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Br J Cancer. 2004 Aug 2;91(3):589-98.

Cisplatin-induced apoptosis in human malignant testicular germ cell lines depends on MEK/ERK activation.

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  • 1Department of Pathology, University of Göttingen, Robert-Koch-Str. 40, D-37075 Göttingen, Germany. sswyer@med.uni-goettingen.de

Abstract

Testicular germ cell tumours (TGCT) represent the most common malignancies in young males. Whereas in 1970s, the survival rate in patients with metastatic testicular tumours was only 5%, these days, 80% of the patients treated by modern chemotherapy will survive their disease. The drug that revolutionised the cure rate for patients with metastatic testicular tumours was cisdiamminedichloroplatinum (cisplatin, CDDP). In vitro experiments on neoplastic germ cell lines showed that their exquisite sensitivity to CDDP could be attributed to p53-dependent and -independent pathways. Applying cDNA macroarray, semiquantitative RT-PCR and Western blot analyses, blocking experiments, caspase activity assays, and morphological methods, we sought here to define the p53-independent pathway(s) involved in the CDDP-induced apoptosis. For this purpose, we used the human TGCT cell line NCCIT, the mutated p53 of which is known to remain inactive during the course of CDDP-induced apoptosis. Our experiments showed that within hours of CDDP application, two prototype members of the 'mitogen-activated protein kinase' (MAPK) family, designated 'MAPK ERK kinase' (MEK) and 'extracellular signal-regulated kinase' (ERK), were dually phosphorylated and caspase-3 became active. Functional assays using MEK inhibitors demonstrated that the phosphorylation of MEK and ERK was required for the activation of caspase-3 as the executing caspase. Interestingly, experiments with the human malignant germ cell line NTERA, which is known to possess wild-type p53, revealed the same results. Thus, our data suggest that CDDP mediates its p53-independent apoptosis-inducing effect on the malignant human testicular germ cells--at least partially--through activation of the MEK-ERK signalling pathway. July 2004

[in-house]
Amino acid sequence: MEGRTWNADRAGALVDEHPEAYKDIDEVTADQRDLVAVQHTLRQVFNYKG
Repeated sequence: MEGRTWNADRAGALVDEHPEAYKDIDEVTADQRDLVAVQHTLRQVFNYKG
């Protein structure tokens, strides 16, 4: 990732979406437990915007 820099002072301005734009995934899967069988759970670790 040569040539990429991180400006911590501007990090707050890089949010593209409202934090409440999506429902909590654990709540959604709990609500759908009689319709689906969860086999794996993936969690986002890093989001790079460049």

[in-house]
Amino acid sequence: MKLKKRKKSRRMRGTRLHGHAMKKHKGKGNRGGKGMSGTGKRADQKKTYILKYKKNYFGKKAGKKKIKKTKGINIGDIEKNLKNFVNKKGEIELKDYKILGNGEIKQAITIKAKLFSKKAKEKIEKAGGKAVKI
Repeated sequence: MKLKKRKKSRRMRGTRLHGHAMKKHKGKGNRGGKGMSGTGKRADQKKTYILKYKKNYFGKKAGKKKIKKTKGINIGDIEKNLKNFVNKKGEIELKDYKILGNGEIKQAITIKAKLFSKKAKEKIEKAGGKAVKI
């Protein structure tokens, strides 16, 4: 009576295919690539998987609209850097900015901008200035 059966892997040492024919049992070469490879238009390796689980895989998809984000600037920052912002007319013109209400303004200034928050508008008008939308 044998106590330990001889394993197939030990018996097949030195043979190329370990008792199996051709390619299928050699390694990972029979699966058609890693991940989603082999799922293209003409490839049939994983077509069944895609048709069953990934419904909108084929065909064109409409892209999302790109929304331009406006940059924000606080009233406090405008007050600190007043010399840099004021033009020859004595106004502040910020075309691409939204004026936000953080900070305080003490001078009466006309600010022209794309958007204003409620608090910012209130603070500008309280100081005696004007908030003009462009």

PMID:
15266324
[PubMed - indexed for MEDLINE]
PMCID:
PMC2409982
Free PMC Article
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